One of the great things about photography, is the ability to influence time. Just by changing the exposure time, you can freeze motion, or blur all the moment into a soft blur. And a special part of this is long exposure photography with the use of an ND filter. And that’s what I will be looking at in this post.
What is a ND filter
A ND filter is very dark piece of glass. The purpose of it, is to block a certain amount of light to enter the cameras lens. There are different types of filters with different strengths. They can range from filters that block 50% of light up to filters that block 99.9% of light.
All the filters are named based on how much stops of light they block. So you have a ND1 filter, that blocks 50% of light. That means you will have to use an exposure that is twice as long, so it’s one stop of light blocked. The ND2 filter, will block 75% of light and you will have to use a 4 times longer exposure , and so on until ND10 (ore even more). Sometimes the filters are not named based on the stops, but on how much they multiply a 1s shot (at least I think that it :)). So you have a ND1, ND2, ND4, ND8, ND16 until ND512, ND1000 (should be 1024) and similar. But when you buy a new ND filter, always check how many stops it blocks, as that’s the important information.
There are different qualities of ND filters, and the two most important parameters are, if they introduce a color tint and if they create additional chromatic aberrations. The priciest ones out there create almost none in both cases. The cheap ones on the other hand, will usually create a strong green or purple tint, which needs to be removed in post-processing.
Using lighter ND filters, like the ND2, ND4, ND8 is quite simple. You just put the filter on the lens and take the photo. They make for a longer exposure, but the difference is not so big, and you can usually fit the shot under the 30s that every camera allows. It get’s a little more complicated by the darker ND filter, especially by the 9-stop and higher. With a filter like that on your camera, you will not see anything through the viewfinder, and mostly not even through the live view (depends on the camera). So what to do then?
The process is simple, but of course a tripod and a shutter release remote here are mandatory. The steps are:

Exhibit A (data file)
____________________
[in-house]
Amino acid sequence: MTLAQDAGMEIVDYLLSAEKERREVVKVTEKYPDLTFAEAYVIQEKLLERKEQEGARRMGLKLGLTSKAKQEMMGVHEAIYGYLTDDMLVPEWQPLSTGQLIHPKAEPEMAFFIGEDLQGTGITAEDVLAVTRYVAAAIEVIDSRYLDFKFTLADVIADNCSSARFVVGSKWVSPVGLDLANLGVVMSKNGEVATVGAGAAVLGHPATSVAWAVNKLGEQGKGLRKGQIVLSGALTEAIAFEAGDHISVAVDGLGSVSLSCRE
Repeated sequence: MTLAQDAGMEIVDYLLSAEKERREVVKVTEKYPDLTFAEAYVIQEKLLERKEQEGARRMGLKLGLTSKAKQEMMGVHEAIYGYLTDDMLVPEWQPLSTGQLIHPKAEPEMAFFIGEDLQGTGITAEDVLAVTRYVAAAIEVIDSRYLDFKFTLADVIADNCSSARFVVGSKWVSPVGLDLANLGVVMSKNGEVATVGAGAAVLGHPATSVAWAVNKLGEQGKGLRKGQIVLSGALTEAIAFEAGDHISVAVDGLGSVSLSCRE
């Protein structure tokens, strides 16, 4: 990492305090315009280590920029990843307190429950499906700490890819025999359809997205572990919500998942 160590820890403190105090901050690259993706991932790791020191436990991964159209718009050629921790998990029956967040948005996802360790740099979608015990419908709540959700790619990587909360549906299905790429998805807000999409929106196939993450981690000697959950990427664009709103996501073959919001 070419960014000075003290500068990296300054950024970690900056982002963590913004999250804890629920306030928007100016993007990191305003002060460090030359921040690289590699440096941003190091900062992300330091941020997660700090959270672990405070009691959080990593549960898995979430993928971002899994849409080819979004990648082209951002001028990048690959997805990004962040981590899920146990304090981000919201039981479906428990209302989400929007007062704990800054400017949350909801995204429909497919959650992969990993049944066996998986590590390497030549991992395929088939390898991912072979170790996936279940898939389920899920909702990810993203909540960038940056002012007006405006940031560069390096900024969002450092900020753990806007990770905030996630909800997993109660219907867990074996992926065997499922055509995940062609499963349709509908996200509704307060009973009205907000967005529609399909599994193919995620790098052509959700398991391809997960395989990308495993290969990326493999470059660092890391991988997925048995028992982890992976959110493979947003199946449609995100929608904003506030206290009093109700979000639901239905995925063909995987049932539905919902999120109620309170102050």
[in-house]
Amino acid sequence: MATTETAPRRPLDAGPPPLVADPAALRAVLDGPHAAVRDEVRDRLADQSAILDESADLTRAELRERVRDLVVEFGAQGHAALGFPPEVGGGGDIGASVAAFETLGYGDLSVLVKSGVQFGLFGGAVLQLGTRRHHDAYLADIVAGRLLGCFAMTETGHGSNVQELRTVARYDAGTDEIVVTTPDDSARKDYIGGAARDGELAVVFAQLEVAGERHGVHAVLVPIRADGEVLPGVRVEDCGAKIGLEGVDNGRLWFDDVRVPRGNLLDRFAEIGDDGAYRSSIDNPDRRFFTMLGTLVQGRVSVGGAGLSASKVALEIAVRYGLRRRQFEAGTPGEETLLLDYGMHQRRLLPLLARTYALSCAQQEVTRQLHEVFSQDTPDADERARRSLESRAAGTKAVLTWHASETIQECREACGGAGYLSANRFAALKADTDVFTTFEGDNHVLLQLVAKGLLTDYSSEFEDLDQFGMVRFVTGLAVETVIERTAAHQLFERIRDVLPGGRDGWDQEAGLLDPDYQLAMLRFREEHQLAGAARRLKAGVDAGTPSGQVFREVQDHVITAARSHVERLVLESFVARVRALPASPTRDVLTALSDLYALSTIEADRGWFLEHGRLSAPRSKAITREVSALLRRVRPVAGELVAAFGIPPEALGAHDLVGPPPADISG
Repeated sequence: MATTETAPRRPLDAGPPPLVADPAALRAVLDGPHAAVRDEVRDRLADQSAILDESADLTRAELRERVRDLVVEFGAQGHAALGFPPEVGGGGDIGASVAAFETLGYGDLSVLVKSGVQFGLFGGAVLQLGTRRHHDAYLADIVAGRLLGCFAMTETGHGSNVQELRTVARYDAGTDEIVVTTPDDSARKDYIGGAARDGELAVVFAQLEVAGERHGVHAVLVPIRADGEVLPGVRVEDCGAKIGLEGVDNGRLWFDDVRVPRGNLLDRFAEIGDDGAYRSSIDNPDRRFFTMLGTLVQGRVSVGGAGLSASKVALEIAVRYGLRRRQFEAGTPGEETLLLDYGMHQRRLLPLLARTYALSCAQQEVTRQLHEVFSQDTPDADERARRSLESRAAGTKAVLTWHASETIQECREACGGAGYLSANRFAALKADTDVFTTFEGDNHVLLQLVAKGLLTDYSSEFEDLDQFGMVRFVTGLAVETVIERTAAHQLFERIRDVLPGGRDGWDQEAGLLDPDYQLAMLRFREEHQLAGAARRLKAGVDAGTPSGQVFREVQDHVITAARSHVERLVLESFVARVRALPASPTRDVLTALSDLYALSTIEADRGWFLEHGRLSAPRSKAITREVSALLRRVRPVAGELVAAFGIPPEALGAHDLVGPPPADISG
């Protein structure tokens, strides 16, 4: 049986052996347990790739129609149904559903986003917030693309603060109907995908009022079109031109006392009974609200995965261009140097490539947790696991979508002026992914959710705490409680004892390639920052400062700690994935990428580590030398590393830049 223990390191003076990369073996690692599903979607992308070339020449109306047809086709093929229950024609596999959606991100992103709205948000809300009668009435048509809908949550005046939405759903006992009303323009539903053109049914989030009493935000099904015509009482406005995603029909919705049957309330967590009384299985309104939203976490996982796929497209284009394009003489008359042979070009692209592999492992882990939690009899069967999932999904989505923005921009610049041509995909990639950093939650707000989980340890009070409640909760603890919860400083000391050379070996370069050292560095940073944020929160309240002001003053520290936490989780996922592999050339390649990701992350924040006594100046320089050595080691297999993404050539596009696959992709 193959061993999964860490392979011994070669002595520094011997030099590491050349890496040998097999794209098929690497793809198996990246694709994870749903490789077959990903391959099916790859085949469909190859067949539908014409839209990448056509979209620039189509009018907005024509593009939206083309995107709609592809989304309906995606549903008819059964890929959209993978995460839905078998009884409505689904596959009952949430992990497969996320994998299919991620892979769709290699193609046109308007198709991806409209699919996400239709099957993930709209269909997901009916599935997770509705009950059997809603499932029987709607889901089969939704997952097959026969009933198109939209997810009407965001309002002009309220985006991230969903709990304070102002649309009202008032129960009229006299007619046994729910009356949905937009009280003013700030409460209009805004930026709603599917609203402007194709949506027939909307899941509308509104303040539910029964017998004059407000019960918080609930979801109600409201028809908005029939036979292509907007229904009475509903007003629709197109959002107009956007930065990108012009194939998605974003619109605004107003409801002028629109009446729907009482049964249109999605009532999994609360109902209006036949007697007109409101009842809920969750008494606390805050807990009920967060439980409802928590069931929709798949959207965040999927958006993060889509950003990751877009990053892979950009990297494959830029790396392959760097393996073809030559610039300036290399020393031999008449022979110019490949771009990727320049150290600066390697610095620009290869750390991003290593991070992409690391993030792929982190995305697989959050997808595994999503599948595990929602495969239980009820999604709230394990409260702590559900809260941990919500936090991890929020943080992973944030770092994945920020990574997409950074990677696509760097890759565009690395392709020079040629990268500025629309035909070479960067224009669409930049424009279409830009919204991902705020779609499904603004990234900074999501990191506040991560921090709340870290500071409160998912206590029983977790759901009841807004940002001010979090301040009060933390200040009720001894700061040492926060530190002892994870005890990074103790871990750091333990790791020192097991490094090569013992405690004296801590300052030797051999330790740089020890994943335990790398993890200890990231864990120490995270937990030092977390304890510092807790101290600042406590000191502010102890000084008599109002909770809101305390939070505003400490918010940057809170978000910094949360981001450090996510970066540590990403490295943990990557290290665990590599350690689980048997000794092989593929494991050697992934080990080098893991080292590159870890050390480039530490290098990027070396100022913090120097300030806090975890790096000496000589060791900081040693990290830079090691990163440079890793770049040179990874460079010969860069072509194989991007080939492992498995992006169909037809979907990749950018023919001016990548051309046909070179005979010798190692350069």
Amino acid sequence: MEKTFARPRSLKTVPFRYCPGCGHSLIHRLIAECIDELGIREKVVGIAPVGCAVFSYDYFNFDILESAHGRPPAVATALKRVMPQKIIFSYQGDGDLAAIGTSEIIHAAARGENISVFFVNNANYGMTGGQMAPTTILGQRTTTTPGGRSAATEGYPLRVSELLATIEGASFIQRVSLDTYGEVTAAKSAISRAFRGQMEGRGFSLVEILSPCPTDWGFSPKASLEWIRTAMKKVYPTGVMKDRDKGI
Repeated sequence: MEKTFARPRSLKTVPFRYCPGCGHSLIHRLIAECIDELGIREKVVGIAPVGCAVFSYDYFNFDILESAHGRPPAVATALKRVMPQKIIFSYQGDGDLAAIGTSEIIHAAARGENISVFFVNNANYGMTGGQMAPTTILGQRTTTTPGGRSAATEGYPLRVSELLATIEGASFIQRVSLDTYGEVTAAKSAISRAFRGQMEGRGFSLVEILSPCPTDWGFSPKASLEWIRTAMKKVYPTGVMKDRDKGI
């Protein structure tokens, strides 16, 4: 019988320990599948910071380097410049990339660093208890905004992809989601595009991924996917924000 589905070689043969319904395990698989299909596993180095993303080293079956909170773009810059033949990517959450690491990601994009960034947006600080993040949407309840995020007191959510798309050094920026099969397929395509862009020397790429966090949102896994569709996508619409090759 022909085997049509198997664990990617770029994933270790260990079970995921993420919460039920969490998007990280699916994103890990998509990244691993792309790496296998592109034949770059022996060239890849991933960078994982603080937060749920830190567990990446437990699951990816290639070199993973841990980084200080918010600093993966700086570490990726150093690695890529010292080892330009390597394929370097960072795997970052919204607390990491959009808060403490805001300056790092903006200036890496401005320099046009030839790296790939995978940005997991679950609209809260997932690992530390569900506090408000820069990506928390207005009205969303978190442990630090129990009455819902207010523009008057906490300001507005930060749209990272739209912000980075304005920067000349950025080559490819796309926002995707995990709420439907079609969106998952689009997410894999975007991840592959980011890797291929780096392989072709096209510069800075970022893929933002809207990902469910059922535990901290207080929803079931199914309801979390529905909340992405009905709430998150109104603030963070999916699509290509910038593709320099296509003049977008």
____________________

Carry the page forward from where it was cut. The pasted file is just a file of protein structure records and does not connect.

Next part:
1. Frame the shot without the filter
2. Focus, either manually, or use auto-focus and turn the auto-focus off after that.
3. Go to the Manual (M) mode
4. Set your ISO and aperture that you want to use
5. Meter the exposure by half pressing the shutter button (remember it :))
6. Switch the camera to Bulb (B) mode, make sure the ISO and aperture are set the same
7. Put on the filter.
8. Calculate the needed exposure time
9. Take the shot by holding the shutter button (preferably on the remote) pressed for the required amount of time.
Let’s look at step 8 now, how to calculate the exposure time. You can either do it your self, by multiplying the exposure time you metered before you put on the ND filter. Fore each stop of the ND filter, you multiply it by 2. So if you have a 1s exposure and a ND9 filter, you mulltiply it as 1*2*2*2*2*2*2*2*2*2 so 9 times, which gives you 512 seconds. Of course that is quite simple by 1s exposures, but what if you exposure was 1/400s? That makes it a little harder to calculate. But since everyone caries a phone these days, you can help yourself with any of the available apps that do this for you. You just need to download one of the available ND calculators, and enter the starting exposure and the ND filter stops and it will give you the result right away. Here is one of those apps for Android and one for Windows phone, there are many more, of course also for iOS.
Also, regarding the remote, you should use one that allows to lock the shutter button, so you don’t have to hold it for the whole time. By 30s this is still manageable, but by a 5 minute one, you will no longer feel your fingers after you are done :)
Making it easier with Promote remote or Magic lantern
If you have a Promote remote, or other programmable remote, you can make it easier for yourself, as you can just program the desired time through the remote. You then don’t have to check the time on the camera, as it will do that for you.
With the Magic lantern firmware, you can do it even easier, as you can set up the exposure time even directly in the camera. It also boosts the brightnes in live view, so making it easier to focus even with the filter on. And it also removes the 30s limit for HDR brakceting, so you can do a HDR exposure series even with the filter. If you don’t know how to take a long exposure photo with Magic lantern, check my video on it. You can find it at the end of the How to take multiple exposures video on my Videos page.
That’s all for this post. Feel free to ask any questions, and btw. the two photos included were of course taken with a 9 stop Hoan ND400 filter.